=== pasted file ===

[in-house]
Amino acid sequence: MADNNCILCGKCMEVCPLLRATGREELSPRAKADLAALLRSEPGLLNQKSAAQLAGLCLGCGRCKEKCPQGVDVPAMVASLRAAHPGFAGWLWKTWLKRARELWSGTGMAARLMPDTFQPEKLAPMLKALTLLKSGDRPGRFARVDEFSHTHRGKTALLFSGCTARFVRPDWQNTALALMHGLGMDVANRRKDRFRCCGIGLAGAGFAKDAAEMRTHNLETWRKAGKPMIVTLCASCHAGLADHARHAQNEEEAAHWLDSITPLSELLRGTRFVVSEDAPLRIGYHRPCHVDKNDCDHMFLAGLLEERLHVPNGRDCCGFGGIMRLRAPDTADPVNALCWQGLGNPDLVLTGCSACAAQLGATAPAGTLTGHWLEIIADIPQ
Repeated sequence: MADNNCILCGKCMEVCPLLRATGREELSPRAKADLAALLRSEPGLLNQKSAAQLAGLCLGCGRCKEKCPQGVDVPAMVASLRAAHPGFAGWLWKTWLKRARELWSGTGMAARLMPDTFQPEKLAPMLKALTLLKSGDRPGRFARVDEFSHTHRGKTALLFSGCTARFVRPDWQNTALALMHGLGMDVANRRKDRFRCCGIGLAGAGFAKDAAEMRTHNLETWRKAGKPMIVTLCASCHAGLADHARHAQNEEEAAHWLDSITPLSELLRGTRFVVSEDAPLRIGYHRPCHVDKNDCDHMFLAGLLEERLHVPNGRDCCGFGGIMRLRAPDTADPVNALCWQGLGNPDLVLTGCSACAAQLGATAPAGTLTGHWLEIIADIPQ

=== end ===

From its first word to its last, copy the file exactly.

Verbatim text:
[in-house]
Amino acid sequence: MADNNCILCGKCMEVCPLLRATGREELSPRAKADLAALLRSEPGLLNQKSAAQLAGLCLGCGRCKEKCPQGVDVPAMVASLRAAHPGFAGWLWKTWLKRARELWSGTGMAARLMPDTFQPEKLAPMLKALTLLKSGDRPGRFARVDEFSHTHRGKTALLFSGCTARFVRPDWQNTALALMHGLGMDVANRRKDRFRCCGIGLAGAGFAKDAAEMRTHNLETWRKAGKPMIVTLCASCHAGLADHARHAQNEEEAAHWLDSITPLSELLRGTRFVVSEDAPLRIGYHRPCHVDKNDCDHMFLAGLLEERLHVPNGRDCCGFGGIMRLRAPDTADPVNALCWQGLGNPDLVLTGCSACAAQLGATAPAGTLTGHWLEIIADIPQ
Repeated sequence: MADNNCILCGKCMEVCPLLRATGREELSPRAKADLAALLRSEPGLLNQKSAAQLAGLCLGCGRCKEKCPQGVDVPAMVASLRAAHPGFAGWLWKTWLKRARELWSGTGMAARLMPDTFQPEKLAPMLKALTLLKSGDRPGRFARVDEFSHTHRGKTALLFSGCTARFVRPDWQNTALALMHGLGMDVANRRKDRFRCCGIGLAGAGFAKDAAEMRTHNLETWRKAGKPMIVTLCASCHAGLADHARHAQNEEEAAHWLDSITPLSELLRGTRFVVSEDAPLRIGYHRPCHVDKNDCDHMFLAGLLEERLHVPNGRDCCGFGGIMRLRAPDTADPVNALCWQGLGNPDLVLTGCSACAAQLGATAPAGTLTGHWLEIIADIPQ